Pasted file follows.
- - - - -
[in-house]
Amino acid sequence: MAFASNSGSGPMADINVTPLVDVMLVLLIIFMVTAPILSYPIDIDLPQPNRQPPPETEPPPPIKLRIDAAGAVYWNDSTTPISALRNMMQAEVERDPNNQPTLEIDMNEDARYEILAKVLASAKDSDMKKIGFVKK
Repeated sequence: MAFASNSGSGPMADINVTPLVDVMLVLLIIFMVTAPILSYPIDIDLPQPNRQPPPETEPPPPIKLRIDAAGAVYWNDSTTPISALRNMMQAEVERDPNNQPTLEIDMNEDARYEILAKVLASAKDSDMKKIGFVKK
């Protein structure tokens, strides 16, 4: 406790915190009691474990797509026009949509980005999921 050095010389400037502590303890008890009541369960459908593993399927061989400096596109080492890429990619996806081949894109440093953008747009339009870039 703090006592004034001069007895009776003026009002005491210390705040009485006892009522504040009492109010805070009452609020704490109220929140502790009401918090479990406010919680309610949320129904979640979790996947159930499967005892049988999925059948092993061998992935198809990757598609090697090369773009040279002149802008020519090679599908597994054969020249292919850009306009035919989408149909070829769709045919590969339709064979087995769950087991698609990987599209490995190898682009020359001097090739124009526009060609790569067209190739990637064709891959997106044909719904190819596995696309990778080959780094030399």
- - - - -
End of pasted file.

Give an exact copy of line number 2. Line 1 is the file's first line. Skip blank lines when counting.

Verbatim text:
Amino acid sequence: MAFASNSGSGPMADINVTPLVDVMLVLLIIFMVTAPILSYPIDIDLPQPNRQPPPETEPPPPIKLRIDAAGAVYWNDSTTPISALRNMMQAEVERDPNNQPTLEIDMNEDARYEILAKVLASAKDSDMKKIGFVKK